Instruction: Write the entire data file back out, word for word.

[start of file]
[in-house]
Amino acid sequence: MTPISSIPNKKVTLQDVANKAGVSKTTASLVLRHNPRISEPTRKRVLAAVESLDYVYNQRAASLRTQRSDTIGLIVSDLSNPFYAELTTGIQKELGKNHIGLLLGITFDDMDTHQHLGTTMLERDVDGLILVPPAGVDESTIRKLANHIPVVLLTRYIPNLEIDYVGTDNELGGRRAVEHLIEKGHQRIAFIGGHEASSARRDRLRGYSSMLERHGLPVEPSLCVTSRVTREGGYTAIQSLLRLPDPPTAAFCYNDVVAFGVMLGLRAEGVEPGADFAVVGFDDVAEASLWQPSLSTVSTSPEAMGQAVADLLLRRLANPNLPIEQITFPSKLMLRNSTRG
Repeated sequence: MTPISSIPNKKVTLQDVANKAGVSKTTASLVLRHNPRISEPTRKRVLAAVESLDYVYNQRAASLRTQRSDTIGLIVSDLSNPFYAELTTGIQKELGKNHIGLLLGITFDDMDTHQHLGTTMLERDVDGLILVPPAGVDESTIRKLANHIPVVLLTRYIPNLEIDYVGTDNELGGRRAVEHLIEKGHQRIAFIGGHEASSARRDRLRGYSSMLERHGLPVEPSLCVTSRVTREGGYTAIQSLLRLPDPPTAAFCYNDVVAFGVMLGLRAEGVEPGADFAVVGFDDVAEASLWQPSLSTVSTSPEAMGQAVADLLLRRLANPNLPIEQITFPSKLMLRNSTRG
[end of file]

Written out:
[in-house]
Amino acid sequence: MTPISSIPNKKVTLQDVANKAGVSKTTASLVLRHNPRISEPTRKRVLAAVESLDYVYNQRAASLRTQRSDTIGLIVSDLSNPFYAELTTGIQKELGKNHIGLLLGITFDDMDTHQHLGTTMLERDVDGLILVPPAGVDESTIRKLANHIPVVLLTRYIPNLEIDYVGTDNELGGRRAVEHLIEKGHQRIAFIGGHEASSARRDRLRGYSSMLERHGLPVEPSLCVTSRVTREGGYTAIQSLLRLPDPPTAAFCYNDVVAFGVMLGLRAEGVEPGADFAVVGFDDVAEASLWQPSLSTVSTSPEAMGQAVADLLLRRLANPNLPIEQITFPSKLMLRNSTRG
Repeated sequence: MTPISSIPNKKVTLQDVANKAGVSKTTASLVLRHNPRISEPTRKRVLAAVESLDYVYNQRAASLRTQRSDTIGLIVSDLSNPFYAELTTGIQKELGKNHIGLLLGITFDDMDTHQHLGTTMLERDVDGLILVPPAGVDESTIRKLANHIPVVLLTRYIPNLEIDYVGTDNELGGRRAVEHLIEKGHQRIAFIGGHEASSARRDRLRGYSSMLERHGLPVEPSLCVTSRVTREGGYTAIQSLLRLPDPPTAAFCYNDVVAFGVMLGLRAEGVEPGADFAVVGFDDVAEASLWQPSLSTVSTSPEAMGQAVADLLLRRLANPNLPIEQITFPSKLMLRNSTRG